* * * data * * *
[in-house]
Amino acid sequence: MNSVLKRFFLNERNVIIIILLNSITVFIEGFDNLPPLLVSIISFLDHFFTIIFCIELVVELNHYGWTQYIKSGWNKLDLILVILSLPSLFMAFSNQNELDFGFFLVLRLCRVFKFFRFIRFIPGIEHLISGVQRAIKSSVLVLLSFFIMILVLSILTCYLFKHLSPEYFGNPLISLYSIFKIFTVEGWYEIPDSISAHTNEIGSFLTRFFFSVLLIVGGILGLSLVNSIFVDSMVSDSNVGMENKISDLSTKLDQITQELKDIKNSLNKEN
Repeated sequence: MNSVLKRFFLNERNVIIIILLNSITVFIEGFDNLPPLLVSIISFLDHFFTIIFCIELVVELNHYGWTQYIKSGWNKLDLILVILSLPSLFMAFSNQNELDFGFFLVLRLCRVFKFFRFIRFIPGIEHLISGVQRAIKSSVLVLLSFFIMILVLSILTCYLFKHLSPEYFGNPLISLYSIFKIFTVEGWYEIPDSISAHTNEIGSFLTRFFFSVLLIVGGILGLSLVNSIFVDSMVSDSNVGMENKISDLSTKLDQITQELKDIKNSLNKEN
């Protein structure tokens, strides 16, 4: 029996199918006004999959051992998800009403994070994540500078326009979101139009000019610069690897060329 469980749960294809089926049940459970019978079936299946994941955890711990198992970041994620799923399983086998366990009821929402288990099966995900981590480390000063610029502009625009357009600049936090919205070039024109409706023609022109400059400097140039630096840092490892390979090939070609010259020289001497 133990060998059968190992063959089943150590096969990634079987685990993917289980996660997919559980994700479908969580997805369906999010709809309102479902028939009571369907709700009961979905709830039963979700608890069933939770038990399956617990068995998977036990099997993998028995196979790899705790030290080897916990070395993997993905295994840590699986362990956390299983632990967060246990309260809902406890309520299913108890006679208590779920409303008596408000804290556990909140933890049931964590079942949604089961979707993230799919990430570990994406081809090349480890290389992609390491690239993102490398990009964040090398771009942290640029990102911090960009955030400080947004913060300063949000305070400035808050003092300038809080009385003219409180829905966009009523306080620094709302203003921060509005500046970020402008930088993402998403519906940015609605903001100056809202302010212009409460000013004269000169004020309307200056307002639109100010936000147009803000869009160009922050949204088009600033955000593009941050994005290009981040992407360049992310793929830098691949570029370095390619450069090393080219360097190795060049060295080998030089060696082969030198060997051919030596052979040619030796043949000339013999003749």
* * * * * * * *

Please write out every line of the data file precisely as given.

[in-house]
Amino acid sequence: MNSVLKRFFLNERNVIIIILLNSITVFIEGFDNLPPLLVSIISFLDHFFTIIFCIELVVELNHYGWTQYIKSGWNKLDLILVILSLPSLFMAFSNQNELDFGFFLVLRLCRVFKFFRFIRFIPGIEHLISGVQRAIKSSVLVLLSFFIMILVLSILTCYLFKHLSPEYFGNPLISLYSIFKIFTVEGWYEIPDSISAHTNEIGSFLTRFFFSVLLIVGGILGLSLVNSIFVDSMVSDSNVGMENKISDLSTKLDQITQELKDIKNSLNKEN
Repeated sequence: MNSVLKRFFLNERNVIIIILLNSITVFIEGFDNLPPLLVSIISFLDHFFTIIFCIELVVELNHYGWTQYIKSGWNKLDLILVILSLPSLFMAFSNQNELDFGFFLVLRLCRVFKFFRFIRFIPGIEHLISGVQRAIKSSVLVLLSFFIMILVLSILTCYLFKHLSPEYFGNPLISLYSIFKIFTVEGWYEIPDSISAHTNEIGSFLTRFFFSVLLIVGGILGLSLVNSIFVDSMVSDSNVGMENKISDLSTKLDQITQELKDIKNSLNKEN
């Protein structure tokens, strides 16, 4: 029996199918006004999959051992998800009403994070994540500078326009979101139009000019610069690897060329 469980749960294809089926049940459970019978079936299946994941955890711990198992970041994620799923399983086998366990009821929402288990099966995900981590480390000063610029502009625009357009600049936090919205070039024109409706023609022109400059400097140039630096840092490892390979090939070609010259020289001497 133990060998059968190992063959089943150590096969990634079987685990993917289980996660997919559980994700479908969580997805369906999010709809309102479902028939009571369907709700009961979905709830039963979700608890069933939770038990399956617990068995998977036990099997993998028995196979790899705790030290080897916990070395993997993905295994840590699986362990956390299983632990967060246990309260809902406890309520299913108890006679208590779920409303008596408000804290556990909140933890049931964590079942949604089961979707993230799919990430570990994406081809090349480890290389992609390491690239993102490398990009964040090398771009942290640029990102911090960009955030400080947004913060300063949000305070400035808050003092300038809080009385003219409180829905966009009523306080620094709302203003921060509005500046970020402008930088993402998403519906940015609605903001100056809202302010212009409460000013004269000169004020309307200056307002639109100010936000147009803000869009160009922050949204088009600033955000593009941050994005290009981040992407360049992310793929830098691949570029370095390619450069090393080219360097190795060049060295080998030089060696082969030198060997051919030596052979040619030796043949000339013999003749």